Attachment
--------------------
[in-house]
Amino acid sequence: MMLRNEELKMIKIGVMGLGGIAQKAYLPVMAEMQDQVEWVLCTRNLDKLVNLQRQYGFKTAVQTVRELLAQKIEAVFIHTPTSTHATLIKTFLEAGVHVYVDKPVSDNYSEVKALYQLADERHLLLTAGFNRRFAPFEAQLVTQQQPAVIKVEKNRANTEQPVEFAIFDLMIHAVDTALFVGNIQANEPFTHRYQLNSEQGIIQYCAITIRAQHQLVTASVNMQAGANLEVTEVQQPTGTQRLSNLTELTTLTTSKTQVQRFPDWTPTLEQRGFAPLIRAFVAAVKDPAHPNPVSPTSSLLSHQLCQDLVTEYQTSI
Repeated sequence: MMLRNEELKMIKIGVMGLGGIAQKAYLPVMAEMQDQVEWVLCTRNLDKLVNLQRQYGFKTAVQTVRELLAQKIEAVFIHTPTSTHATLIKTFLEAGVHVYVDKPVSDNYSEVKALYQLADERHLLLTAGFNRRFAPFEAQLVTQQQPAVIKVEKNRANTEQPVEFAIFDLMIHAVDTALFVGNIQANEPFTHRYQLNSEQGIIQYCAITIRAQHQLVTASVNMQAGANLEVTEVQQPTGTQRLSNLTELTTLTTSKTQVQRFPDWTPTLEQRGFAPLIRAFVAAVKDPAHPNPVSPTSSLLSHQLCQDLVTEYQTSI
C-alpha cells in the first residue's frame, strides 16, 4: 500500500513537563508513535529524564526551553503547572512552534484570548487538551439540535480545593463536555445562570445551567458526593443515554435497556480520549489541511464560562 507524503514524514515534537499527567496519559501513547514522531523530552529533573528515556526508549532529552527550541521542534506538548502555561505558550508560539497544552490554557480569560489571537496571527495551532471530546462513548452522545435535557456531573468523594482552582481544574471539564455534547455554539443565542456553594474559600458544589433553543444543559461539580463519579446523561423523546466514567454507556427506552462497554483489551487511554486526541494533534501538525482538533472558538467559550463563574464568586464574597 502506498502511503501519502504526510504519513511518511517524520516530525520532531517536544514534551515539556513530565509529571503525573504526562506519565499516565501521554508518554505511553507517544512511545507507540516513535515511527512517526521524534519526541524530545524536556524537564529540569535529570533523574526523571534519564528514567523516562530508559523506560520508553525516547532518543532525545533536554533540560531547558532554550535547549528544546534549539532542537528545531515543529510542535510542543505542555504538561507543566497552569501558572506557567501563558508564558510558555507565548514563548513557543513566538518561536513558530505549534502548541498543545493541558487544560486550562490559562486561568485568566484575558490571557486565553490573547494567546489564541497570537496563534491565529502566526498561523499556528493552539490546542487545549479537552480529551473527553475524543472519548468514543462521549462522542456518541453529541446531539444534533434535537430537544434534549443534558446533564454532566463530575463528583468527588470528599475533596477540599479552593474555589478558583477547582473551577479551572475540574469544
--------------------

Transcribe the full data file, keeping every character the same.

[in-house]
Amino acid sequence: MMLRNEELKMIKIGVMGLGGIAQKAYLPVMAEMQDQVEWVLCTRNLDKLVNLQRQYGFKTAVQTVRELLAQKIEAVFIHTPTSTHATLIKTFLEAGVHVYVDKPVSDNYSEVKALYQLADERHLLLTAGFNRRFAPFEAQLVTQQQPAVIKVEKNRANTEQPVEFAIFDLMIHAVDTALFVGNIQANEPFTHRYQLNSEQGIIQYCAITIRAQHQLVTASVNMQAGANLEVTEVQQPTGTQRLSNLTELTTLTTSKTQVQRFPDWTPTLEQRGFAPLIRAFVAAVKDPAHPNPVSPTSSLLSHQLCQDLVTEYQTSI
Repeated sequence: MMLRNEELKMIKIGVMGLGGIAQKAYLPVMAEMQDQVEWVLCTRNLDKLVNLQRQYGFKTAVQTVRELLAQKIEAVFIHTPTSTHATLIKTFLEAGVHVYVDKPVSDNYSEVKALYQLADERHLLLTAGFNRRFAPFEAQLVTQQQPAVIKVEKNRANTEQPVEFAIFDLMIHAVDTALFVGNIQANEPFTHRYQLNSEQGIIQYCAITIRAQHQLVTASVNMQAGANLEVTEVQQPTGTQRLSNLTELTTLTTSKTQVQRFPDWTPTLEQRGFAPLIRAFVAAVKDPAHPNPVSPTSSLLSHQLCQDLVTEYQTSI
C-alpha cells in the first residue's frame, strides 16, 4: 500500500513537563508513535529524564526551553503547572512552534484570548487538551439540535480545593463536555445562570445551567458526593443515554435497556480520549489541511464560562 507524503514524514515534537499527567496519559501513547514522531523530552529533573528515556526508549532529552527550541521542534506538548502555561505558550508560539497544552490554557480569560489571537496571527495551532471530546462513548452522545435535557456531573468523594482552582481544574471539564455534547455554539443565542456553594474559600458544589433553543444543559461539580463519579446523561423523546466514567454507556427506552462497554483489551487511554486526541494533534501538525482538533472558538467559550463563574464568586464574597 502506498502511503501519502504526510504519513511518511517524520516530525520532531517536544514534551515539556513530565509529571503525573504526562506519565499516565501521554508518554505511553507517544512511545507507540516513535515511527512517526521524534519526541524530545524536556524537564529540569535529570533523574526523571534519564528514567523516562530508559523506560520508553525516547532518543532525545533536554533540560531547558532554550535547549528544546534549539532542537528545531515543529510542535510542543505542555504538561507543566497552569501558572506557567501563558508564558510558555507565548514563548513557543513566538518561536513558530505549534502548541498543545493541558487544560486550562490559562486561568485568566484575558490571557486565553490573547494567546489564541497570537496563534491565529502566526498561523499556528493552539490546542487545549479537552480529551473527553475524543472519548468514543462521549462522542456518541453529541446531539444534533434535537430537544434534549443534558446533564454532566463530575463528583468527588470528599475533596477540599479552593474555589478558583477547582473551577479551572475540574469544